Emissions

Carbon dioxide

Carbon dioxide (CO2) is one of the biggest contributors to global warming. After the gas is released into the atmosphere it stays there, making it difficult for heat to escape – and warming up the planet in the process. 

It is primarily released from burning fossil fuels such as coal, oil and gas, as well as cement production. 

The average monthly concentration of CO2 in the Earth’s atmosphere, as of April 2019, is 413 parts per million (ppm). Before the Industrial Revolution, the concentration was just 280 ppm. 

CO2 concentration has fluctuated over the last 800,000 years between 180 to 280ppm, but has been vastly accelerated by pollution caused by humans. 

Nitrogen dioxide 

The gas nitrogen dioxide (NO2) comes from burning fossil fuels, car exhaust emissions and the use of nitrogen-based fertilisers used in agriculture.

Although there is far less NO2 in the atmosphere than CO2, it is between 200 and 300 times more effective at trapping heat.

Sulfur dioxide 

Sulfur dioxide (SO2) also primarily comes from fossil fuel burning, but can also be released from car exhausts.

SO2 can react with water, oxygen and other chemicals in the atmosphere to cause acid rain. 

Carbon monoxide 

Carbon monoxide (CO) is an indirect greenhouse gas as it reacts with hydroxyl radicals, removing them. Hydroxyl radicals reduce the lifetime of carbon dioxide and other greenhouse gases. 

Particulates

What is particulate matter?

Particulate matter refers to tiny parts of solids or liquid materials in the air. 

Some are visible, such as dust, whereas others cannot be seen by the naked eye.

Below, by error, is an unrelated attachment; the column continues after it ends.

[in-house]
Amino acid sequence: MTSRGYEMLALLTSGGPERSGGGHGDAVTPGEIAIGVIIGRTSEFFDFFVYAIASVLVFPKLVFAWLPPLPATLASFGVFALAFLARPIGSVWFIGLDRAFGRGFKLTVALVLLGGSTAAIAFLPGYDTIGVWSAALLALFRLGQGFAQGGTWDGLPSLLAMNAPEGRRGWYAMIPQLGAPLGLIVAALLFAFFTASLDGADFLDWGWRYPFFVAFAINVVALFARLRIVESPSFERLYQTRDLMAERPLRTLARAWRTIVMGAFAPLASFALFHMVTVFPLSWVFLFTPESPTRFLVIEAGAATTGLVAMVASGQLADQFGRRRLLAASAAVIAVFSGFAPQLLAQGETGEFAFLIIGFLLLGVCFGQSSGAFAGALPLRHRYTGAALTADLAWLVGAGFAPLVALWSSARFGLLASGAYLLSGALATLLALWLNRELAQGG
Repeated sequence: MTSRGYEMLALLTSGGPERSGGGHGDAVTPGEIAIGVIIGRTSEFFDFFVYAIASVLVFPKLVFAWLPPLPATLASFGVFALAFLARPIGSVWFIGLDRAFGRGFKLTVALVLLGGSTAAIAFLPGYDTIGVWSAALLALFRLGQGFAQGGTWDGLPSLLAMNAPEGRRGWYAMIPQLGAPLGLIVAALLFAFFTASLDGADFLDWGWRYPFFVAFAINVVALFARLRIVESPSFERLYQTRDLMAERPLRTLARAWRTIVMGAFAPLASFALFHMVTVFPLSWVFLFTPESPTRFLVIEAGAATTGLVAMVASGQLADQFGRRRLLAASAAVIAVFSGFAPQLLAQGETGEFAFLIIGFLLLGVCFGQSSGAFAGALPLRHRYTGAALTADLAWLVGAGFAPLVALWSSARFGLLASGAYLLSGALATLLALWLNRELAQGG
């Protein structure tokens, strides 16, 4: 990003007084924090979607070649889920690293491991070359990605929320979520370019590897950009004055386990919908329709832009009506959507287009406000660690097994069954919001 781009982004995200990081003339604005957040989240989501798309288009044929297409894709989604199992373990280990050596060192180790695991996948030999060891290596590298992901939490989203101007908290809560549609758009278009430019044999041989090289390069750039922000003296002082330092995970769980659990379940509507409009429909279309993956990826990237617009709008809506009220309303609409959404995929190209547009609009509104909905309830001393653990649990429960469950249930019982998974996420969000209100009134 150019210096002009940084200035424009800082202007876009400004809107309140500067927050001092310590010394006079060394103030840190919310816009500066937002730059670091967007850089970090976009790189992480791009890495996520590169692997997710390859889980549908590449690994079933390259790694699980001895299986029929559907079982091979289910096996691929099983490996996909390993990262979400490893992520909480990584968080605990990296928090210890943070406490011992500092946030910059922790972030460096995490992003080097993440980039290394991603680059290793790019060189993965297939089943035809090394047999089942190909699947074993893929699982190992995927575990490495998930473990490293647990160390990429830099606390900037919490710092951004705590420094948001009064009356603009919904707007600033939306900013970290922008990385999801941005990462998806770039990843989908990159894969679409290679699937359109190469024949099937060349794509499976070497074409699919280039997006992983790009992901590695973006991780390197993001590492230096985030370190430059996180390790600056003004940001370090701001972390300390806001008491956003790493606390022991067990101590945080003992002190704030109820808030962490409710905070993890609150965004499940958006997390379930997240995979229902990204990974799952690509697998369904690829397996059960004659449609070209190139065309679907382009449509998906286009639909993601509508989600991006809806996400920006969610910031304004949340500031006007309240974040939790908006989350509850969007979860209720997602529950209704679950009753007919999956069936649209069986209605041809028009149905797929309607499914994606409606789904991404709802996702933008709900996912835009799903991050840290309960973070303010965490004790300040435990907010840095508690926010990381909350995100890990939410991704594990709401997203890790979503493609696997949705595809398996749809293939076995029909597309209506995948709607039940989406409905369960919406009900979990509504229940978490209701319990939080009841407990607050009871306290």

Materials such as metals, microplastics, soil and chemicals can be in particulate matter.

Particulate matter (or PM) is described in micrometres. The two main ones mentioned in reports and studies are PM10 (less than 10 micrometres) and PM2.5 (less than 2.5 micrometres).

Air pollution comes from burning fossil fuels, cars, cement making and agriculture 

Scientists measure the rate of particulates in the air by cubic metre.

Particulate matter is sent into the air by a number of processes including burning fossil fuels, driving cars and steel making.

Why are particulates dangerous?

Particulates are dangerous because those less than 10 micrometres in diameter can get deep into your lungs, or even pass into your bloodstream. Particulates are found in higher concentrations in urban areas, particularly along main roads. 

Health impact

What sort of health problems can pollution cause?

According to the World Health Organization, a third of deaths from stroke, lung cancer and heart disease can be linked to air pollution. 

Some of the effects of air pollution on the body are not understood, but pollution may increase inflammation which narrows the arteries leading to heart attacks or strokes. 

As well as this, almost one in 10 lung cancer cases in the UK are caused by air pollution. 

Particulates find their way into the lungs and get lodged there, causing inflammation and damage. As well as this, some chemicals in particulates that make their way into the body can cause cancer. 

Deaths from pollution 

Around seven million people die prematurely because of air pollution every year. Pollution can cause a number of issues including asthma attacks, strokes, various cancers and cardiovascular problems. 

 

Asthma triggers